Internet slang includes expressions relative to networking technologies and computers in general. Though slang typically refers to words specific to a group, club, sport, hobby, or even a generation, in the broadest sense Internet slang also includes emoticons, or simple graphics typed with keyboard strokes. The most common of these is the “smile” produced by a colon representing eyes and a right-parenthesis representing a smile, read sideways. Acronyms are also part of the Internet lexicon.
Many Internet slang expressions combine networking terms with real-world terms to refer to particular types of Internet users. A few examples follow:
- Internaut (Internet + astronaut): A veteran onliner with an academic knowledge of the Internet.
- Cybernaut (cyberspace + astronaut): A person adept at online gaming communities that involve virtual worlds, simulations (sims) and cyberspace in general.
- Digerati (digital + illuminati): Someone versed in digital technologies.
- Netizen (Internet + citizen): A citizen of the Internet, or an enthusiast of online communities such as USENET newsgroups or Web forums.
- Web surfer (World Wide Web + surfer): Anyone that engages in Web browsing.
- Emoticons (emotions + icons) are yet another type of Internet slang. These simple keyboard pictographs can pepper text to indicate intonation so that a joke, for example, will be understood as such. With an emoticon one can indicate anger, laughter, teasing, crying, sadness, surprise, sarcasm, embarrassment and many other emotions.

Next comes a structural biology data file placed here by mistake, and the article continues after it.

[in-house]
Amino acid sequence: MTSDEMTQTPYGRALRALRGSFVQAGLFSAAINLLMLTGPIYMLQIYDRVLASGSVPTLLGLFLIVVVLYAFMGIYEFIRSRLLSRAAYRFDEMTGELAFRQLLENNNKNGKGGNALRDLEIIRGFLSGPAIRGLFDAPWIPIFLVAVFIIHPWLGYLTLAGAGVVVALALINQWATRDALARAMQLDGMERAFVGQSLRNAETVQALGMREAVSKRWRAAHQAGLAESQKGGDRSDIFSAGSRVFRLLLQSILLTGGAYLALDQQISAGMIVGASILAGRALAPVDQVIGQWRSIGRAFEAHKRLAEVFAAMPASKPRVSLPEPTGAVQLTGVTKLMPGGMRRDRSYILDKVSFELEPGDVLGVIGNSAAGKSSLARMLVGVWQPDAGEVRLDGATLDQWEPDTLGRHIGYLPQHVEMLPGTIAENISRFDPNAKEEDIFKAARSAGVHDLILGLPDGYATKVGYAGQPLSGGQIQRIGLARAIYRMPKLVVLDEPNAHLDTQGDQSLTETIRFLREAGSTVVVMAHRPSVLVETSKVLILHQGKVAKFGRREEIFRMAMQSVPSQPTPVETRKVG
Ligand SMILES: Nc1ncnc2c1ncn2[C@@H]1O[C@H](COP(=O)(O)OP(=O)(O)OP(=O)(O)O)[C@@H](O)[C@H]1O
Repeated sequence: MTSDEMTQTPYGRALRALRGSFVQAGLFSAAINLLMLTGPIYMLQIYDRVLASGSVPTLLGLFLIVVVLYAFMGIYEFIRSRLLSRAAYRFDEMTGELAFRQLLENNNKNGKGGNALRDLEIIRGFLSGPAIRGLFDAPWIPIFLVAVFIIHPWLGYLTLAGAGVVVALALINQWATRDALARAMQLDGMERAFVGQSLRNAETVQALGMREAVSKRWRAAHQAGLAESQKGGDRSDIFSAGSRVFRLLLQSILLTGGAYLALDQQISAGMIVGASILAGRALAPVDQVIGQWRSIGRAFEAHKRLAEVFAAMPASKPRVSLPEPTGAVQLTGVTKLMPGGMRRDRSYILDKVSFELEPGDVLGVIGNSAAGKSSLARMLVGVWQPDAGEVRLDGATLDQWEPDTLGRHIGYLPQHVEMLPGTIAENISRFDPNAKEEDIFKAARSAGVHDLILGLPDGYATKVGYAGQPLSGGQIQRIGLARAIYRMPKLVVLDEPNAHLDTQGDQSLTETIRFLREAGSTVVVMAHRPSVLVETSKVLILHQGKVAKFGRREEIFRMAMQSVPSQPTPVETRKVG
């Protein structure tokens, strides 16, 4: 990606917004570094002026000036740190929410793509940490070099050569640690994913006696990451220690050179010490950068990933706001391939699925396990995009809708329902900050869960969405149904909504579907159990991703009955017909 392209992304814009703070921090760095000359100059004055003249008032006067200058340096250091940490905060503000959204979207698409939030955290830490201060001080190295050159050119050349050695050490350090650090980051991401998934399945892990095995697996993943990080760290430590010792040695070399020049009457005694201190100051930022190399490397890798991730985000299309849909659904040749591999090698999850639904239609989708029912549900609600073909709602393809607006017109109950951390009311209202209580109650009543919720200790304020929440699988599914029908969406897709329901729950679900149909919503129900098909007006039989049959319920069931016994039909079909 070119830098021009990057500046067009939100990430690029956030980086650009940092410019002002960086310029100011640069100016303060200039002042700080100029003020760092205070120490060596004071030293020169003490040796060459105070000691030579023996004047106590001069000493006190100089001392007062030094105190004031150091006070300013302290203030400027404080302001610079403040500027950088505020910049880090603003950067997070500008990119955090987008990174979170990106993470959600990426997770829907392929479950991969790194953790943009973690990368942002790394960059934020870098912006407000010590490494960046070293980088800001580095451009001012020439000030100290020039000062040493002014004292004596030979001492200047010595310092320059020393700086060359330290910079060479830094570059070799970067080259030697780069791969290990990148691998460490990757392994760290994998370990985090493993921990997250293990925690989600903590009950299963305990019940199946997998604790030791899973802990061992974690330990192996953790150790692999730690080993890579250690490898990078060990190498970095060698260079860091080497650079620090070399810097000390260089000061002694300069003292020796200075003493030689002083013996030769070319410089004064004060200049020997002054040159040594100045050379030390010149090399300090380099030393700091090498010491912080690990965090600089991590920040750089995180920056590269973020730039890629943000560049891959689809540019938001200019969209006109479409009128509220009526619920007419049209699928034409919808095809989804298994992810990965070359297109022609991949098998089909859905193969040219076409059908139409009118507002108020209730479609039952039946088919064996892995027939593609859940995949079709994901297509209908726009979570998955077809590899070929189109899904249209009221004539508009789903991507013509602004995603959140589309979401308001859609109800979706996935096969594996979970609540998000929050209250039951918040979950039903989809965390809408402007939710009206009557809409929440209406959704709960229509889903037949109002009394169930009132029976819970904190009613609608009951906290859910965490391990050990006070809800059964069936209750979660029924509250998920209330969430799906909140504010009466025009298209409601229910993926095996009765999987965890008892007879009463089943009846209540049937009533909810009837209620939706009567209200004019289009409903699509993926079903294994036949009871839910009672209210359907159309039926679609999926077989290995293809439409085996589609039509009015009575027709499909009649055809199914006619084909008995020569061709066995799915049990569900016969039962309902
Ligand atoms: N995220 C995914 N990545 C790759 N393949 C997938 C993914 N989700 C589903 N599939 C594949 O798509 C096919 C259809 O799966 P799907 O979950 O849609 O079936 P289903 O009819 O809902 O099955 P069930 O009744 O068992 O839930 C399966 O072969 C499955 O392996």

An alternate to emoticons are Internet-related acronyms. In this case shorthand becomes a kind of Internet slang. Laughing out loud becomes LOL, as far as I’m concerned becomes AFAIC, and if you know what I mean is shortened to IYKWIM. There are literally hundreds of these acronyms.
Terms like “nerd” and “geek” can also be considered Internet slang, though they specifically emphasize a knowledge of computers. “Newbie” is slang for someone unfamiliar with whatever he or she is undertaking, whether it be entering a new gaming community or building a computer for the first time. The newbie might be highly proficient in areas outside the newly undertaken cause, or uniformly green.
Other types of Internet slang borrow offensive words from the real-world and apply them to the online community. A “troll” for example, is someone who disregards netiquette in a newsgroup, forum or chat room by attempting to start arguments or flame wars — more Internet slang for heated arguments that spiral out of control into personal attacks.
In some online communities or mailing lists Internet slang develops that is specific to the group or subject matter. As per netiquette, a list of these acronyms and their meaning should be available in the group’s frequently asked questions (FAQ).
As networking and its technologies grow, Internet slang will continue to evolve. Many websites archive general lists for netizens to refer to, available through any search engine.